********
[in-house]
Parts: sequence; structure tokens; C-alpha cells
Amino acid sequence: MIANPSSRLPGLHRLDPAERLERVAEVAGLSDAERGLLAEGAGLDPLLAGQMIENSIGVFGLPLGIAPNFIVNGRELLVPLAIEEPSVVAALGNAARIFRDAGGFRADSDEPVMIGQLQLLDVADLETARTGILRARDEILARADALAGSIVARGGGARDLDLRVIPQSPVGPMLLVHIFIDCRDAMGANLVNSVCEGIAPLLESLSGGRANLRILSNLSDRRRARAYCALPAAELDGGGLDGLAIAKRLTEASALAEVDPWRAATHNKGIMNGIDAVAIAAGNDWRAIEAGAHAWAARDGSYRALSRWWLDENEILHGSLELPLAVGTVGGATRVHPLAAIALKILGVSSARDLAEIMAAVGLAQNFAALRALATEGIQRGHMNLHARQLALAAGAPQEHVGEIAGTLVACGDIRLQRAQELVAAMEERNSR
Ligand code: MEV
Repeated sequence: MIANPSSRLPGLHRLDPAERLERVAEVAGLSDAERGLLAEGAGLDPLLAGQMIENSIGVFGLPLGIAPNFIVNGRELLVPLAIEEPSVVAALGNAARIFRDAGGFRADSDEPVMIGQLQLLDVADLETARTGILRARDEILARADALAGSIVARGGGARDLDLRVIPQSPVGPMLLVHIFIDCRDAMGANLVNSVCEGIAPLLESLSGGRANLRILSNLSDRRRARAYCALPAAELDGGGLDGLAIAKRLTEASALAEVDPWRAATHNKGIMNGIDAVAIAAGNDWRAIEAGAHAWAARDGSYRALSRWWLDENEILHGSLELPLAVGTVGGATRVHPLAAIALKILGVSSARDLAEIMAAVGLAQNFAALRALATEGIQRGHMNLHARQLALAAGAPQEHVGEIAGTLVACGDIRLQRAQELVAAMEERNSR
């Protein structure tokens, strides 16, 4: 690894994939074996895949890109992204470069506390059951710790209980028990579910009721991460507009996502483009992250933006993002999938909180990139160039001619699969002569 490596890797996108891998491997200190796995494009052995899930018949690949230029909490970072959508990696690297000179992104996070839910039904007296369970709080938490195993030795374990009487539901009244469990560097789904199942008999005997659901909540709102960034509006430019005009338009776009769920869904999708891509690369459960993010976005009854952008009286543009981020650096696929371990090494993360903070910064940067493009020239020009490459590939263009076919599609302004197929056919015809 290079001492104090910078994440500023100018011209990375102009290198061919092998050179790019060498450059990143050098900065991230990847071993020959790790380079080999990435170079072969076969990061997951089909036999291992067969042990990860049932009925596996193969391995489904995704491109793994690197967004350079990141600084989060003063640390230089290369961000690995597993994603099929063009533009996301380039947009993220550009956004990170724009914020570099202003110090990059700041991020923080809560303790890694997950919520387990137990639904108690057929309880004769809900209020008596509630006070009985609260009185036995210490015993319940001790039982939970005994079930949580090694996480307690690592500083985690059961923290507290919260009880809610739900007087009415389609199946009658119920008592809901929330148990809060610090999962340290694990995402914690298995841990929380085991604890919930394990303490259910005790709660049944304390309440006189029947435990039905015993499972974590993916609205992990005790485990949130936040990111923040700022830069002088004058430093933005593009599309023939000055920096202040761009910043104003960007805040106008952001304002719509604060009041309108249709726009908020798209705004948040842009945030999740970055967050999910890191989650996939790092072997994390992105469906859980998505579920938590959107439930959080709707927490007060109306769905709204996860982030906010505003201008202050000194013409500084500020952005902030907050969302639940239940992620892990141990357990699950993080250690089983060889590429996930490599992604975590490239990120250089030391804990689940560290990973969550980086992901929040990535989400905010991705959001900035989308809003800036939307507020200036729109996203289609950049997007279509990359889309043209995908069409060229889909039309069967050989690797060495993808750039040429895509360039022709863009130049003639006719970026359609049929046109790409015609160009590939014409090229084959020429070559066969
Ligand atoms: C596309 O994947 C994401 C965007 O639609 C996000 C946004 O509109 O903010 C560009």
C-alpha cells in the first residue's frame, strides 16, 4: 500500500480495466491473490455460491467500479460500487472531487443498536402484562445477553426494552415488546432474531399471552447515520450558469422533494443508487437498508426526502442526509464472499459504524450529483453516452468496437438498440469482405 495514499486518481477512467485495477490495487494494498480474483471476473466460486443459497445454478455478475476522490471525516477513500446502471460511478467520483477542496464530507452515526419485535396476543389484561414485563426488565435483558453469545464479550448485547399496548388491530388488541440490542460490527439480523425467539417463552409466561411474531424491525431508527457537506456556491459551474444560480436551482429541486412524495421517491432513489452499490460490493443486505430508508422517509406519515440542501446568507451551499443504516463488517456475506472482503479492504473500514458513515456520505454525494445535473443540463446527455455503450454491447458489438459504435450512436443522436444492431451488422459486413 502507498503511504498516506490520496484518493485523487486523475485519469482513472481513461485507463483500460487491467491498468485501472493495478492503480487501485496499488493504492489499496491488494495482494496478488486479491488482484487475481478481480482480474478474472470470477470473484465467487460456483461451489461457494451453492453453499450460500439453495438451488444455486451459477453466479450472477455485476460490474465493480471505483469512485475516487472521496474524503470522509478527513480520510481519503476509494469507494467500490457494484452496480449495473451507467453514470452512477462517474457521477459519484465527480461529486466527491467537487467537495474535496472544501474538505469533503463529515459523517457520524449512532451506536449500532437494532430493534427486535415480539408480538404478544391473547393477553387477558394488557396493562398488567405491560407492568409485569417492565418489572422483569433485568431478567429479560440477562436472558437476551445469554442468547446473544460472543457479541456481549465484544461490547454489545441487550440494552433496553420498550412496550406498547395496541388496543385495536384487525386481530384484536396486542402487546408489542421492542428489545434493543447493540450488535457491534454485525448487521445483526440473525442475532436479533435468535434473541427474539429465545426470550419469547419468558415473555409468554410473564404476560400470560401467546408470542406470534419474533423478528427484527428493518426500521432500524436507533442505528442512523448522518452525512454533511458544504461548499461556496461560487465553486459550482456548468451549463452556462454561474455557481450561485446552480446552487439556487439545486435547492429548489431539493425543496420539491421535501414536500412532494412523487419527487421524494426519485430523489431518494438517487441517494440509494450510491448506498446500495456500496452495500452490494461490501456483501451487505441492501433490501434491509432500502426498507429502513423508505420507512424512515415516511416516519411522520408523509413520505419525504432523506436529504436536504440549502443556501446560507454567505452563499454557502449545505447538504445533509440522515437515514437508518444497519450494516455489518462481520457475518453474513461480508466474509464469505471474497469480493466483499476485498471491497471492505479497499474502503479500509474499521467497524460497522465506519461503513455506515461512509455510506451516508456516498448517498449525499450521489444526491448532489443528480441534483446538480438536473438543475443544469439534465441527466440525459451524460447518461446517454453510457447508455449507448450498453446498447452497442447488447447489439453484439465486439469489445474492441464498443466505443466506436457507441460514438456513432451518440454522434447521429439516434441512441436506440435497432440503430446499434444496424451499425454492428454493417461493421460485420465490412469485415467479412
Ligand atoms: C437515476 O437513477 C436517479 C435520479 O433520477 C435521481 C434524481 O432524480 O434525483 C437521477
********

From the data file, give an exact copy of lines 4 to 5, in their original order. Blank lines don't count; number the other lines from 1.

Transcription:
Ligand code: MEV
Repeated sequence: MIANPSSRLPGLHRLDPAERLERVAEVAGLSDAERGLLAEGAGLDPLLAGQMIENSIGVFGLPLGIAPNFIVNGRELLVPLAIEEPSVVAALGNAARIFRDAGGFRADSDEPVMIGQLQLLDVADLETARTGILRARDEILARADALAGSIVARGGGARDLDLRVIPQSPVGPMLLVHIFIDCRDAMGANLVNSVCEGIAPLLESLSGGRANLRILSNLSDRRRARAYCALPAAELDGGGLDGLAIAKRLTEASALAEVDPWRAATHNKGIMNGIDAVAIAAGNDWRAIEAGAHAWAARDGSYRALSRWWLDENEILHGSLELPLAVGTVGGATRVHPLAAIALKILGVSSARDLAEIMAAVGLAQNFAALRALATEGIQRGHMNLHARQLALAAGAPQEHVGEIAGTLVACGDIRLQRAQELVAAMEERNSR